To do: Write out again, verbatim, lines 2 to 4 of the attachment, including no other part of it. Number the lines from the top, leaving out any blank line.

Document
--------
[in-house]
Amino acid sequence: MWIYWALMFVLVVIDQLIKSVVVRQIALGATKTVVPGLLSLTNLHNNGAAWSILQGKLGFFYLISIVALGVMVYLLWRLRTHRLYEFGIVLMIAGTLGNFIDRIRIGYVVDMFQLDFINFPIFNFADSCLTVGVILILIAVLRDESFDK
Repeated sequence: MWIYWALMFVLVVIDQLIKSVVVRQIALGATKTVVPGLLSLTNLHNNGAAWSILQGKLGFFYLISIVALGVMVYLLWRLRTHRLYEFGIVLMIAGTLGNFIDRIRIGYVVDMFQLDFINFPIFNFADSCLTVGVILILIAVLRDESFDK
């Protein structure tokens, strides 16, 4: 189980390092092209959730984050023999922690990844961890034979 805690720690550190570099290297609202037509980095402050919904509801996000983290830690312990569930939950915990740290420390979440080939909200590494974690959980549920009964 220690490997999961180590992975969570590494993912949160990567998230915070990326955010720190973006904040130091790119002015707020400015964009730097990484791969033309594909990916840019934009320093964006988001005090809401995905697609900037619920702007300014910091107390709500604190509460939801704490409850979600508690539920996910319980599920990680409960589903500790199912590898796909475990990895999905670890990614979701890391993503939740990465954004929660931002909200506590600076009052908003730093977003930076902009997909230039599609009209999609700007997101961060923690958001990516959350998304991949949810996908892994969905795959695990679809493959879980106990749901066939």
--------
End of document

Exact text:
Amino acid sequence: MWIYWALMFVLVVIDQLIKSVVVRQIALGATKTVVPGLLSLTNLHNNGAAWSILQGKLGFFYLISIVALGVMVYLLWRLRTHRLYEFGIVLMIAGTLGNFIDRIRIGYVVDMFQLDFINFPIFNFADSCLTVGVILILIAVLRDESFDK
Repeated sequence: MWIYWALMFVLVVIDQLIKSVVVRQIALGATKTVVPGLLSLTNLHNNGAAWSILQGKLGFFYLISIVALGVMVYLLWRLRTHRLYEFGIVLMIAGTLGNFIDRIRIGYVVDMFQLDFINFPIFNFADSCLTVGVILILIAVLRDESFDK
């Protein structure tokens, strides 16, 4: 189980390092092209959730984050023999922690990844961890034979 805690720690550190570099290297609202037509980095402050919904509801996000983290830690312990569930939950915990740290420390979440080939909200590494974690959980549920009964 220690490997999961180590992975969570590494993912949160990567998230915070990326955010720190973006904040130091790119002015707020400015964009730097990484791969033309594909990916840019934009320093964006988001005090809401995905697609900037619920702007300014910091107390709500604190509460939801704490409850979600508690539920996910319980599920990680409960589903500790199912590898796909475990990895999905670890990614979701890391993503939740990465954004929660931002909200506590600076009052908003730093977003930076902009997909230039599609009209999609700007997101961060923690958001990516959350998304991949949810996908892994969905795959695990679809493959879980106990749901066939």